What I read in July (Part 3)

In this post I am reviewing three more interesting books.

Owl Sense by Miriam Darlington

As part of my nature book reading binge I found Owl Sense on a shelf at the library. It was longlisted for the Wainwright book prize in 2018. This is a fascinating book. I limited myself to reading one chapter at a time in order not to muddle the various species. There is a tension in the book between the author’s family responsibilities and her desire to travel and study owls in the wild. The two threads make an interesting story. I have learned a lot more about owls through reading this book than in visits to an owl centre a few years ago.

(Observant followers of this blog will have noticed that my gravatar is a photo of a wooden owl; the original is becoming increasingly weathered at Sizergh Castle.)

The Man in the Needlecord Jacket by Linda Macdonald

Linda Macdonald is an author I am aware of through Twitter. It turns out that I know some of her extended family, but I haven’t met her. Visiting a library I found this stand-alone novel, The Man in the Jacket, which is in a series about some of the same characters. It is an interesting story about relationships between over-fifties. The ending surprised me – in a good way.



Storytelling by Martin Goldsmith

I bought this book in a clearance sale. As a writer I am always trying to improve my storytelling skills. As a member of the Association of Christian Writers, this book was particularly relevant: its tagline is ‘sharing the gospel with passion and power’. The storytelling traditions of a number of different cultures are discussed with suggestions about how to make stories relevant to different audiences. It is a very useful book. There are some memorable stories in it too.


What I read in July 2019 (Part 2)

The excellent book I am reviewing here is one I received in a package from IVP as I was lucky in a Twitter giveaway before Easter. Perhaps a better title for this post might be “What I finished reading…”

In May I began to read Men and Women in Christ: Fresh light from the biblical texts by Andrew Bartlett. I found that I could only read a few pages at a time, but I did read all the way to the end, including the seven appendices elaborating on particular chapters. Some of the references to scripture were also essential reading, although I have to admit that I skipped others deeming that I am familiar with, for example, the stories in Acts. When I bothered to read the passages I felt blessed.

In Men and Women in Christ all the evidence from the Bible about the roles of men and women in marriage and in the Church is sifted and weighed. The historical views of their roles are also discussed. Where scripture is unclear the author referred to other contemporary sources to compare the use of Greek words or expressions. A list of Bible references is included.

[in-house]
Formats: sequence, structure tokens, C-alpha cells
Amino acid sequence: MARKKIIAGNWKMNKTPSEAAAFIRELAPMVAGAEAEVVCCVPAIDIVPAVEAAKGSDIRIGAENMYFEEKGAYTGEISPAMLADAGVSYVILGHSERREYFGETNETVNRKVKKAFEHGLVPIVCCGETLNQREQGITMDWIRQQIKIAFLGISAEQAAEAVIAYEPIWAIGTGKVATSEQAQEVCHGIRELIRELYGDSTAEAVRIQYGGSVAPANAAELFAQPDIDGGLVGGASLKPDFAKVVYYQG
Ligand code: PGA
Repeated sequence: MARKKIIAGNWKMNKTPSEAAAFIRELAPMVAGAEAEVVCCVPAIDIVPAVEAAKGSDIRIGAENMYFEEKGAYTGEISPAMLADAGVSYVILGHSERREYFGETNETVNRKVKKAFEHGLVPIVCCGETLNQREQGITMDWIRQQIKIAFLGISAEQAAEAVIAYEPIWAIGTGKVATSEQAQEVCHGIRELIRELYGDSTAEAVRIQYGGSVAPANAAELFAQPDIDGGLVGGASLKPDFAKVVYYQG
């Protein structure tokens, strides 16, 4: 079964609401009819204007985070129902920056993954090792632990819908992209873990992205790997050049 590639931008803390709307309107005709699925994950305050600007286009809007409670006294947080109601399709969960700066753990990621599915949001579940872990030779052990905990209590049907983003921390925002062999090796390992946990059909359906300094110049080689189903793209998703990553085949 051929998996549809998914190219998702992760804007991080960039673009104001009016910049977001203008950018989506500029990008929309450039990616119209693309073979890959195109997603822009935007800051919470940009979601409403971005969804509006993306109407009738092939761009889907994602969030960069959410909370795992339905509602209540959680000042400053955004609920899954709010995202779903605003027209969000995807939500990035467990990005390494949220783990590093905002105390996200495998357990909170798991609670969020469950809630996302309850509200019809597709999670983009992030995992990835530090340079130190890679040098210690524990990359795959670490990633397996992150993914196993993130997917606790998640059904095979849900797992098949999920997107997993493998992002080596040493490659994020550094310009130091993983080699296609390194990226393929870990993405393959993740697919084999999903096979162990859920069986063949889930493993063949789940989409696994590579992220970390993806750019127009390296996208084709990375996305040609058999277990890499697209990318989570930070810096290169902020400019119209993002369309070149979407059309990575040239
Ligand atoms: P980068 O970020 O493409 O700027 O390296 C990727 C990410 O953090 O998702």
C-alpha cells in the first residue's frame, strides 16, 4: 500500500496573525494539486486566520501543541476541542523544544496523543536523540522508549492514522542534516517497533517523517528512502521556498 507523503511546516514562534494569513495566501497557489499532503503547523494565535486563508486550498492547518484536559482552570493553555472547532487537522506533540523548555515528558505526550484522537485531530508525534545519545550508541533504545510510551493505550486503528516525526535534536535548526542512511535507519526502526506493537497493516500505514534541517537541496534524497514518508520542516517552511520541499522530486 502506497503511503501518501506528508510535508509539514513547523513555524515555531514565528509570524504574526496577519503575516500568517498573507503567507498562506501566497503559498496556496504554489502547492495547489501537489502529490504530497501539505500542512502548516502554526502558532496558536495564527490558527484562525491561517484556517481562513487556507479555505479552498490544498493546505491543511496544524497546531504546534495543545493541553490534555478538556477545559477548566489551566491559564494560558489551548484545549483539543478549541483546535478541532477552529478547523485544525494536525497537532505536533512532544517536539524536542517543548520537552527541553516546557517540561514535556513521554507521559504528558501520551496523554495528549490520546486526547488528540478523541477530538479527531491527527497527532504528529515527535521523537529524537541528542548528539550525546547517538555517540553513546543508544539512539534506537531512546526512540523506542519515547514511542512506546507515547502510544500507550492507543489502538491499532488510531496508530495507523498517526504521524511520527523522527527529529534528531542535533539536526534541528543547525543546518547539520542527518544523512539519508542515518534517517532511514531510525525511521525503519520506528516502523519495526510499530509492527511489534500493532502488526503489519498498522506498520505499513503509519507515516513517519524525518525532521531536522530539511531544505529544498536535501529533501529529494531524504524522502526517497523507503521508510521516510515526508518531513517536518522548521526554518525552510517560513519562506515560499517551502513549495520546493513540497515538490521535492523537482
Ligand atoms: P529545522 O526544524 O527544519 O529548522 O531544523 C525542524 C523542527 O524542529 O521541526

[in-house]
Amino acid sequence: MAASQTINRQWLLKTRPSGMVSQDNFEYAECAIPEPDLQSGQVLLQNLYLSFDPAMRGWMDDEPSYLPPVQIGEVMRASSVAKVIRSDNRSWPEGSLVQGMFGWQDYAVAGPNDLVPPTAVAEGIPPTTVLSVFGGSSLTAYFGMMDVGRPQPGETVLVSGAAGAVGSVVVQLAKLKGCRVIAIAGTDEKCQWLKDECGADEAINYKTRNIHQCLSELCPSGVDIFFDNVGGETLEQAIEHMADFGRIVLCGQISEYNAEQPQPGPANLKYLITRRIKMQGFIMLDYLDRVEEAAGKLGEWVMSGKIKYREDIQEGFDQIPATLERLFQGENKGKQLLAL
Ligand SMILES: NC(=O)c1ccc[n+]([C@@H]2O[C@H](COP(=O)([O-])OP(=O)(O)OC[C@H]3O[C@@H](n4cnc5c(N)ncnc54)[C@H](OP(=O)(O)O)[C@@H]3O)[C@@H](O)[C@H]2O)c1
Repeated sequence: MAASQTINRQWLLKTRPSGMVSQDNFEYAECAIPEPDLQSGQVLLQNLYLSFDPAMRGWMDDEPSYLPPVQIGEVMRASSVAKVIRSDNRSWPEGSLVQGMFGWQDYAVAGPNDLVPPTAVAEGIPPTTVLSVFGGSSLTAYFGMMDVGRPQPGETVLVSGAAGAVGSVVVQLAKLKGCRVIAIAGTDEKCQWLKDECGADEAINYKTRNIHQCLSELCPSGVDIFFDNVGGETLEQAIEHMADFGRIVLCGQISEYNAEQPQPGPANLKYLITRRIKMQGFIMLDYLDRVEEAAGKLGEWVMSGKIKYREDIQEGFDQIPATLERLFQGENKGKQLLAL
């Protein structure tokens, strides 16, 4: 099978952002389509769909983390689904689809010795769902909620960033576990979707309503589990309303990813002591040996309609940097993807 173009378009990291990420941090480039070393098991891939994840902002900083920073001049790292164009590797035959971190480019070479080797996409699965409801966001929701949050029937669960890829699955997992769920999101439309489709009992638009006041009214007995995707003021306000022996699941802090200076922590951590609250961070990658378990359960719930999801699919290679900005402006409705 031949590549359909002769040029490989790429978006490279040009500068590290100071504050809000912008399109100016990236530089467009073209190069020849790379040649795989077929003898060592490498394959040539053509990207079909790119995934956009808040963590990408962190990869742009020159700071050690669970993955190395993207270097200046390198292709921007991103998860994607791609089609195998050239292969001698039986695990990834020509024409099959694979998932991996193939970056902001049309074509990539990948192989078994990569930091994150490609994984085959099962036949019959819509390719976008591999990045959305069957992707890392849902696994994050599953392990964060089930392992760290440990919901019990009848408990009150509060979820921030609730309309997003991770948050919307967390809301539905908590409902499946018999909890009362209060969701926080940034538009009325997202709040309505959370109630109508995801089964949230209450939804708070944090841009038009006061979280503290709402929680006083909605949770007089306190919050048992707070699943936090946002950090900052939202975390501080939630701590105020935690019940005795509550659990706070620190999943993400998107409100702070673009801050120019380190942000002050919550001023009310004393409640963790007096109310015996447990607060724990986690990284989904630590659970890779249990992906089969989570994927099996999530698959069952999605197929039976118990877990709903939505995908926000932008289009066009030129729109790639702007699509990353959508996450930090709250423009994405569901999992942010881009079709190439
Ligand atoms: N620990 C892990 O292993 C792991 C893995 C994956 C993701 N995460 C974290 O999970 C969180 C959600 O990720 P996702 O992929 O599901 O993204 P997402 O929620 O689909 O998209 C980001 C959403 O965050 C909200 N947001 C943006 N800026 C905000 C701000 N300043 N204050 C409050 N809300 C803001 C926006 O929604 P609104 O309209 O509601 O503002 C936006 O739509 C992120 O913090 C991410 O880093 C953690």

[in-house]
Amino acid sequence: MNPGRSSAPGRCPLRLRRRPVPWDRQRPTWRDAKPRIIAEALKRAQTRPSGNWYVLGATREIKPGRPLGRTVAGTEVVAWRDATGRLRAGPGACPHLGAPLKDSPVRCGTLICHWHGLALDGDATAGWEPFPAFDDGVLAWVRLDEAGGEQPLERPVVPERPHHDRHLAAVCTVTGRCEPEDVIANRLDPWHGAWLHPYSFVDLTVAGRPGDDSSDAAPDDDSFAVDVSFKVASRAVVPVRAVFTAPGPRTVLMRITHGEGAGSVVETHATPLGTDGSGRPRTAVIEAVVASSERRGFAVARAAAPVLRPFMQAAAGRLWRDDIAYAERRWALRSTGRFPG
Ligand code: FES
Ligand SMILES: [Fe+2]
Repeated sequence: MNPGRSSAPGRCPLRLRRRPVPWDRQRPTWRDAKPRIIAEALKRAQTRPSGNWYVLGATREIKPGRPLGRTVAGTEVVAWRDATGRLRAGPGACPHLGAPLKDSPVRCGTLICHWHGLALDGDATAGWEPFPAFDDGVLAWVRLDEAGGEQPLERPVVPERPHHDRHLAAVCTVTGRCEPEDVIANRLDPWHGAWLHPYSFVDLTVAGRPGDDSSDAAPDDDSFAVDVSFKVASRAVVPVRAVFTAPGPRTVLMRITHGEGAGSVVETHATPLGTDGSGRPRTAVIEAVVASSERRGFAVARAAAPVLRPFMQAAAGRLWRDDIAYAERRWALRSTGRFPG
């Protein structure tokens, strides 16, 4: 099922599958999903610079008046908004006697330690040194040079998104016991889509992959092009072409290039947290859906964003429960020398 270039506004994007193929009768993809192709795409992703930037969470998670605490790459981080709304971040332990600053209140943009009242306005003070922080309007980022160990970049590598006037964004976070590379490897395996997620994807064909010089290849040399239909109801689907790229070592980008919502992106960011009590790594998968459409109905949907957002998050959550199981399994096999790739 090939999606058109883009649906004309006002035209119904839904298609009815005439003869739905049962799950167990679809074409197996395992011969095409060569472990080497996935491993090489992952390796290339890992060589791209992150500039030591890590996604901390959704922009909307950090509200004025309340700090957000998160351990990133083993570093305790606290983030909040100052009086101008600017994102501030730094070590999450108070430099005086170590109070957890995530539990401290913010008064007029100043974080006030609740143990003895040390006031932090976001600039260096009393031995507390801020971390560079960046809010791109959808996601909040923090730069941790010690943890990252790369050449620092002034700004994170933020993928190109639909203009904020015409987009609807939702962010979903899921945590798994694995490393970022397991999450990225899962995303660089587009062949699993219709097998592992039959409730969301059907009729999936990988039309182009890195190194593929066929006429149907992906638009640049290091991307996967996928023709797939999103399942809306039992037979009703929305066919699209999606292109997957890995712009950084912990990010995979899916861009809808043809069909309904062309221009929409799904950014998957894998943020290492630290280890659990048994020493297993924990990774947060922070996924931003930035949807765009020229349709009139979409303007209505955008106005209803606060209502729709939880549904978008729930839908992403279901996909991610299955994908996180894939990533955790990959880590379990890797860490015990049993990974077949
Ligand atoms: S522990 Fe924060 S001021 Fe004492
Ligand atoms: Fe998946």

This must be the most painstakingly researched book I have ever read! However, it is written in an accessible style. At the end of each chapter there is a summary of the discoveries made. The final chapter is entitled: Taking stock and moving closer together. The views of egalitarians and complementarians had been set out in the earlier chapters. Andrew Bartlett found points he disagreed with in both parties’ arguments.

This book is well worth the time it takes to read it. Very highly recommended.

The other two books I received were Emma Scrivener’s A New Day and Borderlands by Mark Brickman.


What I read in July 2019 (Part 1)

Ghost Trees: Nature and People in a London Parish by Bob Gilbert was on a display of books shortlisted for this year’s Wainwright Golden Beer Book Prize. Having returned a book about woods, I picked one about trees!

The author had moved to the East London parish of Poplar as his wife was appointed rector there. He conducted research both on the ground and from written records in order to write this very readable and informative book. There is information about the time of writing, the past, people with connections to the area, people with connections to the flora of the area, traditions and beliefs both past and present. The language is poetic without being pretentious.

I do not know the area around Poplar. It was only when I had read all but three chapters that I decided to look at online maps (including satellite images) of the area. There are no maps included in the book, but with so much information readily available, that is not a great loss. Maps would have increased the production costs. The hardback volume is relatively light to hold and well set out. Chapters are divided into sections. The seasons of the year, the local people, wildlife, plants, waterways and much more have been carefully observed.

I learned a lot about the history of urban tree-planting, how some plants were named and more besides. This is a fascinating book with an index and bibliography.